The Bales Organ Recital Hall, dedicated in October 1996, adjoins the center on the northwest and shares a lobby. The $1.5 million hall was built with gifts from Dane Bales, 1941 business alumni, and Polly Roth Bales, 1942 music graduate, and from the Hansen Foundation of Logan, Kan. It was specially designed by Horst Terrell & Karst Architects of Topeka for its 35-foot organ, a Hellmuth Wolff, opus 40, three-manual instrument built by Wolff & Associés Ltée. of Laval, Quebec. It has a 72-foot ceiling and walls 2 feet thick; the stained-glass windows were designed by Peter G. Thompson, dean of fine arts. The hall seats 200.
4 floors, basement
Completed in 1943, the limestone hall was named for Ernest H. Lindley, chancellor 1920-39, who died shortly after retiring. It is sited on the crest of Mount Oread traversed by the Oregon Trail. Its Art Moderne design was by State Architect Roy Stookey, and limestone bas reliefs are by sculptor Bernard “Poco” Frazier. Its construction was delayed and complicated by World War II material shortages, which were alleviated only after Chancellor Deane W. Malott and other administrators committed the new building for military training; it was a barracks and mess hall for Army and Navy trainees until early 1946.
It was planned to house the mineral resources departments of geography, geology, chemical and petroleum engineering, mining and metallurgical engineering; the state and federal Geological Survey; and the astronomical observatory. From the mid-1970s on, engineering programs were moved to Learned and Eaton halls; the geological surveys and observatory also moved. Lindley now houses the departments of geology and geography, faculty and staff offices, classrooms, and the Paleontological Institute and Museum.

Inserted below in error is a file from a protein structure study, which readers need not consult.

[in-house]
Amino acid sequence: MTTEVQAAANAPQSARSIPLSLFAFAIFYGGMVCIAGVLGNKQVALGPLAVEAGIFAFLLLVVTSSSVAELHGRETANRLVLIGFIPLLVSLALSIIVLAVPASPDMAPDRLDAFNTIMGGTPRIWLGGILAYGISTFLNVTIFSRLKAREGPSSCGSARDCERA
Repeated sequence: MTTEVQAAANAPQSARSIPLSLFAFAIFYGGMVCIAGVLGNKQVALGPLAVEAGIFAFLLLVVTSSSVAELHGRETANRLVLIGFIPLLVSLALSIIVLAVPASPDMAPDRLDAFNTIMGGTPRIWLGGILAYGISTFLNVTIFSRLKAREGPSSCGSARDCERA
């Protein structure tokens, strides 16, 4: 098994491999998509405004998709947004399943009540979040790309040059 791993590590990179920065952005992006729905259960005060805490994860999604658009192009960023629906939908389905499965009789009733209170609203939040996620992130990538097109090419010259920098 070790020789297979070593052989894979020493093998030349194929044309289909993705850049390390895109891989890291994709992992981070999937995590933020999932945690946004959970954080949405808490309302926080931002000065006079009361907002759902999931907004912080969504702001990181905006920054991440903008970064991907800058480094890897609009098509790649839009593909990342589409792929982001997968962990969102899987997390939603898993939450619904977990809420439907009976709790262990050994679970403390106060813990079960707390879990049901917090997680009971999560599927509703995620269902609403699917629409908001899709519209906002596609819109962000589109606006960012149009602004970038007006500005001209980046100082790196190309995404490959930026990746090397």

See also: Moore Hall/Kansas Geological Survey; Learned Hall; Eaton Hall; Lindley Hall Relief Sculptures; Oregon Trail Marker
2 floors, basement, sub-basement
This Greco-Roman columned stone building was designed by State Architect John F. Stanton and dedicated Nov. 3, 1905. By student request it was named for James Woods Green, for 41 years (1879-1919) dean of the School of Law. In 1978 a new, much enlarged, modernistic law building was erected west of Murphy Hall on 15th Street. The old hall was renamed for Joshua Lippincott, the fourth chancellor, on Oct. 23, 1979; it now houses the Office of Study Abroad, the Applied English Center and the Wilcox Museum of classical antiquities. It was listed on the National Register of Historic Places in 1974.
The statue of “Uncle Jimmy” Green and a student, sculpted by Daniel Chester French and unveiled in 1924, remains at Lippincott. It was one of three memorials funded by the Million Dollar Drive that began in late 1920 and that also built Memorial Stadium and Kansas Union.
See also: Green Hall; Uncle Jimmy